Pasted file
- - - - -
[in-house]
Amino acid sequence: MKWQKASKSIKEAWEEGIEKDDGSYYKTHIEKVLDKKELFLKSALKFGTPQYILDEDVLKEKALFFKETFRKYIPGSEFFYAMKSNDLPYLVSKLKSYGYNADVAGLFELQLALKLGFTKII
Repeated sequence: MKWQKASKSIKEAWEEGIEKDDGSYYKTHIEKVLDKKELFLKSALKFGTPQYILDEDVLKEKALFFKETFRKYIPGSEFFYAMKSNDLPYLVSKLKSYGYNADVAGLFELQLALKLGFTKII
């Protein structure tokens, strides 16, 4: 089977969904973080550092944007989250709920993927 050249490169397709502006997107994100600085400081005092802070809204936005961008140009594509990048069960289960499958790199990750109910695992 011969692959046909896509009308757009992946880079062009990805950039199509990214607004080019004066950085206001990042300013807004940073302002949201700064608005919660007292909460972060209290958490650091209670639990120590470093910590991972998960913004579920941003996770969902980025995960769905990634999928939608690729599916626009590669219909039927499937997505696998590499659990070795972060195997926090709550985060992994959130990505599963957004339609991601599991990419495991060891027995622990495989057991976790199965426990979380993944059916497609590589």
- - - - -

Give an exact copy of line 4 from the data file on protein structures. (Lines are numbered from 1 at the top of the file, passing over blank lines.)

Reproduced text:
């Protein structure tokens, strides 16, 4: 089977969904973080550092944007989250709920993927 050249490169397709502006997107994100600085400081005092802070809204936005961008140009594509990048069960289960499958790199990750109910695992 011969692959046909896509009308757009992946880079062009990805950039199509990214607004080019004066950085206001990042300013807004940073302002949201700064608005919660007292909460972060209290958490650091209670639990120590470093910590991972998960913004579920941003996770969902980025995960769905990634999928939608690729599916626009590669219909039927499937997505696998590499659990070795972060195997926090709550985060992994959130990505599963957004339609991601599991990419495991060891027995622990495989057991976790199965426990979380993944059916497609590589």